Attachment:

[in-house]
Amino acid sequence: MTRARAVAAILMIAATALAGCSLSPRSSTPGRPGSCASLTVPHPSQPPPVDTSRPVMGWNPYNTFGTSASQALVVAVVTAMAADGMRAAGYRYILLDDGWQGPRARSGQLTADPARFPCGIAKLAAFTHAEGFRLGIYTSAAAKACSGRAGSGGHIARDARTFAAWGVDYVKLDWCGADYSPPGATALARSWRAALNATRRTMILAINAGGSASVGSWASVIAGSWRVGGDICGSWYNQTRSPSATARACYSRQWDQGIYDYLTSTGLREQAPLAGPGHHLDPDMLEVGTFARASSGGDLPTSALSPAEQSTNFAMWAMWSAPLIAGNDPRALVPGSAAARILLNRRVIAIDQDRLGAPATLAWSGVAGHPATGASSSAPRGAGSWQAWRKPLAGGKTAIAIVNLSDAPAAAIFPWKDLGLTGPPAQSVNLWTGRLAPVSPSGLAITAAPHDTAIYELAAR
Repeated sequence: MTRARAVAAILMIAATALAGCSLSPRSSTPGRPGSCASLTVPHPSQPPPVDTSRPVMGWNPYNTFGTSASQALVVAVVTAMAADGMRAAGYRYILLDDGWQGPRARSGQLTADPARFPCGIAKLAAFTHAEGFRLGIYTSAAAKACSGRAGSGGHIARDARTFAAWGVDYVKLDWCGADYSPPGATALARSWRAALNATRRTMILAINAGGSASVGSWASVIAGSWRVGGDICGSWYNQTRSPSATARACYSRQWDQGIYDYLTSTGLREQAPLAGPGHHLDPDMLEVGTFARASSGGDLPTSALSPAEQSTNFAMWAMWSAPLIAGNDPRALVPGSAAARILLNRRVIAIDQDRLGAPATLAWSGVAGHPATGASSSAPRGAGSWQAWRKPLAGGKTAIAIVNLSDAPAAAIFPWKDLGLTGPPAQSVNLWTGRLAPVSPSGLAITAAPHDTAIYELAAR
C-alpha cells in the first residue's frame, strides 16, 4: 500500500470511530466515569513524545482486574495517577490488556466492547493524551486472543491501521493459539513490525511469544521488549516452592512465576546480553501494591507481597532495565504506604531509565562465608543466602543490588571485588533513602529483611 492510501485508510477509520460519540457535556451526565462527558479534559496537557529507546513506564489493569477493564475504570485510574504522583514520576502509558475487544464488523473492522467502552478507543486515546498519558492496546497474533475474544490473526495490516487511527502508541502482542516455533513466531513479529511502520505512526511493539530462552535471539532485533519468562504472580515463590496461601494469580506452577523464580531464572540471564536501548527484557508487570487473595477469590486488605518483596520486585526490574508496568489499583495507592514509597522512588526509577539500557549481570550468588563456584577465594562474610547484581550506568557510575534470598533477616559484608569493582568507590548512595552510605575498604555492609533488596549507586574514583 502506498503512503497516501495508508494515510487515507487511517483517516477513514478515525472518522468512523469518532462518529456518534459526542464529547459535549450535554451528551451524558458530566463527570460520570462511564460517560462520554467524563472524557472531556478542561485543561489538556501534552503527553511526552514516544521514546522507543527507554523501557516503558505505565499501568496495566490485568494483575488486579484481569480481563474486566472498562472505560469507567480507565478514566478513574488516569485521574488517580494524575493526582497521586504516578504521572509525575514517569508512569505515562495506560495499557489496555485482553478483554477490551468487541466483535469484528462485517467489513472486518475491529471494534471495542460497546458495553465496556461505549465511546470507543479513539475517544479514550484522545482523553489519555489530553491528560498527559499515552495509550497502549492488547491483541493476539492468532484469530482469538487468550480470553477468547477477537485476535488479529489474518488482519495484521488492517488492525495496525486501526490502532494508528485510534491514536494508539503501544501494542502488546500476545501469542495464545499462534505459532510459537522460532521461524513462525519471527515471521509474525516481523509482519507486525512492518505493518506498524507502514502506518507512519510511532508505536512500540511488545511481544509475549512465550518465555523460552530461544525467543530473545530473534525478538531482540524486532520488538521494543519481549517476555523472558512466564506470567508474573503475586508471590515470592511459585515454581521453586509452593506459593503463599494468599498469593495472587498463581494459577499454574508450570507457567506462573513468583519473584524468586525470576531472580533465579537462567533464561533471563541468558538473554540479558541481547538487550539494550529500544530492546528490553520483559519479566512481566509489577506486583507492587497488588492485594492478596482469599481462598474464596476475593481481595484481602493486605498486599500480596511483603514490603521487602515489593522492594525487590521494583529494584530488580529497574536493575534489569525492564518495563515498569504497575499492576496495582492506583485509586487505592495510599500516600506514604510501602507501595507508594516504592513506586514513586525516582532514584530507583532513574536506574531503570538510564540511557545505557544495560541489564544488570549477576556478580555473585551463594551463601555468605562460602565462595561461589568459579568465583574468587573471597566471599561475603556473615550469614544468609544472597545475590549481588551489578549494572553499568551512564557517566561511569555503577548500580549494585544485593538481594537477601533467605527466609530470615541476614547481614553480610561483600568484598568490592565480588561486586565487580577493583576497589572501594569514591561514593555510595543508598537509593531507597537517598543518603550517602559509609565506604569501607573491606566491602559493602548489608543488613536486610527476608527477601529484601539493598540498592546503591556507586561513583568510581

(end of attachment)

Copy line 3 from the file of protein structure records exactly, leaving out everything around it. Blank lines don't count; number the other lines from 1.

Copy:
Repeated sequence: MTRARAVAAILMIAATALAGCSLSPRSSTPGRPGSCASLTVPHPSQPPPVDTSRPVMGWNPYNTFGTSASQALVVAVVTAMAADGMRAAGYRYILLDDGWQGPRARSGQLTADPARFPCGIAKLAAFTHAEGFRLGIYTSAAAKACSGRAGSGGHIARDARTFAAWGVDYVKLDWCGADYSPPGATALARSWRAALNATRRTMILAINAGGSASVGSWASVIAGSWRVGGDICGSWYNQTRSPSATARACYSRQWDQGIYDYLTSTGLREQAPLAGPGHHLDPDMLEVGTFARASSGGDLPTSALSPAEQSTNFAMWAMWSAPLIAGNDPRALVPGSAAARILLNRRVIAIDQDRLGAPATLAWSGVAGHPATGASSSAPRGAGSWQAWRKPLAGGKTAIAIVNLSDAPAAAIFPWKDLGLTGPPAQSVNLWTGRLAPVSPSGLAITAAPHDTAIYELAAR